There are inherent limitations in survey data and in estimating malaria mortality using verbal autopsy that could influence the study results. First, the surveys were conducted in specific months (i.e. in April, just before the rains (or just as they were starting) or June/July after the rains were ending.); therefore, the prevalence estimates of may be biased by unexpected changes in climatic and environmental factors in other. Use of verbal autopsy as a tool for determining cause of death has been criticized , even though recent improvements in the InterVA coding have been said to reduce classification errors, especially at population level . Despite these limitations, the 9-year data in the study have been collected consistently in the same area using rigorous data collection methods and strict quality control measures. These data are thus unique in studying the relation between malaria prevalence and mortality across all groups in this population within a high endemic area.
From yearly cross-sectional malaria prevalence surveys, the study showed that; (i) Clinical malaria at population level best captures the association with mortality among children aged 1–4 years and 5–14 year olds. It can also be used as a marker of malaria mortality in the general population. (ii) Prevalence as a measure of transmission is more stable over longer periods of time (4 to 5 years) compared to incidence or EIR which better capture the malaria-mortality relationship on a yearly basis. However, its lower size effect compared to clinical malaria may underestimate malaria deaths. Analyses of data from other HDSS sites or similar platforms with differing levels of malaria endemicity different socio-economic status, or different access to effective anti-malarial drugs would be useful in understanding the contribution of parasite prevalence to mortality across age groups.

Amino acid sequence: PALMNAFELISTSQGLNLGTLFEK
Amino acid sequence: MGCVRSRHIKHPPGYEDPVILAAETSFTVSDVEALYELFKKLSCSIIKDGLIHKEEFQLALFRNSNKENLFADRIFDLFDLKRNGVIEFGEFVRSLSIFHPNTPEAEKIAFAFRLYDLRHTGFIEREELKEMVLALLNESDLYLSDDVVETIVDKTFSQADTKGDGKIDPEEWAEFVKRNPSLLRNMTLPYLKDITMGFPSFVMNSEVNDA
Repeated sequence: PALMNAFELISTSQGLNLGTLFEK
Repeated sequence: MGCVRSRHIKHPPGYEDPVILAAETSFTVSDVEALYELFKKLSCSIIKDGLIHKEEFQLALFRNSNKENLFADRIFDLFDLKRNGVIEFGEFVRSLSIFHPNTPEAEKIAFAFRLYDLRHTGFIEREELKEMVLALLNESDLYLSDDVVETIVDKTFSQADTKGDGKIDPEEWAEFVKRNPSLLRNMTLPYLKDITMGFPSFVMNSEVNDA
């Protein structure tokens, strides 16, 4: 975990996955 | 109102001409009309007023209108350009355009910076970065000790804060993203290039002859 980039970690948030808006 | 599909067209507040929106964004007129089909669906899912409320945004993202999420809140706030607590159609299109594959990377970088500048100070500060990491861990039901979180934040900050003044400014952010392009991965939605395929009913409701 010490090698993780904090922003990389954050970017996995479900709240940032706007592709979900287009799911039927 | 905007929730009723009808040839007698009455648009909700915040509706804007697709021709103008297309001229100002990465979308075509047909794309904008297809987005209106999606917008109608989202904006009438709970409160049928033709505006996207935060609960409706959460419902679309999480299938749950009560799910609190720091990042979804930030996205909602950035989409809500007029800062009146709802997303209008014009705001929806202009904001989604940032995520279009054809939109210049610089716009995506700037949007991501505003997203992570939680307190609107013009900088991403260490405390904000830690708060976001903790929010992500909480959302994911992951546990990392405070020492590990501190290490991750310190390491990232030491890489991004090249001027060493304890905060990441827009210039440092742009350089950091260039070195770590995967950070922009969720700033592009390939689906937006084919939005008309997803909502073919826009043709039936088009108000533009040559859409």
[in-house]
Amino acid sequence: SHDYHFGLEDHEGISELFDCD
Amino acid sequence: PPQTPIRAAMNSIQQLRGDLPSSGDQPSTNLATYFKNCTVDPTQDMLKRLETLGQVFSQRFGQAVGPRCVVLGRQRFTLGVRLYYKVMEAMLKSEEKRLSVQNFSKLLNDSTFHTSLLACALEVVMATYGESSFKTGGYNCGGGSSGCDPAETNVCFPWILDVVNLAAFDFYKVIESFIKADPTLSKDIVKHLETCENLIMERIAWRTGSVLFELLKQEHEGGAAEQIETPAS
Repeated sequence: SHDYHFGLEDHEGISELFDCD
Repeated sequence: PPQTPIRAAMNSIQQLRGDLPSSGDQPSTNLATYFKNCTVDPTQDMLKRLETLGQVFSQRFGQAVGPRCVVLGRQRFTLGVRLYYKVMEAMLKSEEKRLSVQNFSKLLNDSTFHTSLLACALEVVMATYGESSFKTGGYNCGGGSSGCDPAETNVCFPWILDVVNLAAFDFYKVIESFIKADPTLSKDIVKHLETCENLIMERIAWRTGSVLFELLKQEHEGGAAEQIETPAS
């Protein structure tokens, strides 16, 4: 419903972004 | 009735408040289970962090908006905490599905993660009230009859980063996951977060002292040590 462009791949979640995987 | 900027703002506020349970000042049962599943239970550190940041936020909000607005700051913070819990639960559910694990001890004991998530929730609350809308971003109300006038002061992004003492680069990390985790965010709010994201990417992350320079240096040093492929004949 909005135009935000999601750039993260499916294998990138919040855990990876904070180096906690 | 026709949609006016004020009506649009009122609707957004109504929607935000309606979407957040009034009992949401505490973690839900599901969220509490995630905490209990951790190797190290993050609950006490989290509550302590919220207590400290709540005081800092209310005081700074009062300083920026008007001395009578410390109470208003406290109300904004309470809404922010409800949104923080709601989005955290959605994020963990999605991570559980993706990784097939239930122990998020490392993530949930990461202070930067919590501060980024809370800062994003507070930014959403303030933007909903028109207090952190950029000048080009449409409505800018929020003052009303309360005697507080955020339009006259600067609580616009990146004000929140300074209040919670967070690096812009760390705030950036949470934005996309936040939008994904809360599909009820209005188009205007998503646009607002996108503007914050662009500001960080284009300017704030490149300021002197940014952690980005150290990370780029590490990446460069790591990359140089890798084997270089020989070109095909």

Data were obtained with permission of the Kisumu HDSS and Malaria branch steering committee. Any data requests may be sent to the respective steering committees, through Dr. Simon Kariuki (Skariuki@kemricdc.org) or Dr. Stephen Munga (Smunga@kemri.org).
artemisinin-based combination therapy
acquired immune deficiency syndrome
Bayesian Credible Interval
Centers for Disease Control and Prevention
Health and Demographic Surveillance Systems
entomological inoculation rate
human immunodeficiency virus
Kenya Medical Research Institute
long lasting insecticide-treated nets
multiple correspondence analysis
Markov Chain Monte Carlo
Malaria Transmission Intensity and Mortality Burden across Africa
person years of observation
slide positivity rate
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We thank the HDSS community in Siaya County for the many years of support and participation in surveillance activities; the HDSS and Malaria branch staff of the KEMRI-CGHR for assisting in managing the platforms, data collection and management.
Penelope Vounatsou (PV) acknowledges financial support from the H2020 European Research Council (ERC) for advanced grant project no. 323180. The authors also acknowledge support from the Swiss National Science Foundation (SNSF) Swiss Programme for Research on Global Issues for Development (R4D) project no. IZ01Z0-147286. The funders did not have any role in the study or its outcome.
Ethics approval and consent to participate
The study protocols for the KHDSS and parasite prevalence surveys were approved by the KEMRI Scientific and Ethics Review Unit (SERU) and the CDC Institutional Review Board (IRB). Informed written consent was obtained from the heads of compounds in conducting the household interviews while malaria prevalence data was collected from individuals who gave consent or from their parents/guardians if the participants were children.
Consent for publication
The authors declare that they have no competing interests.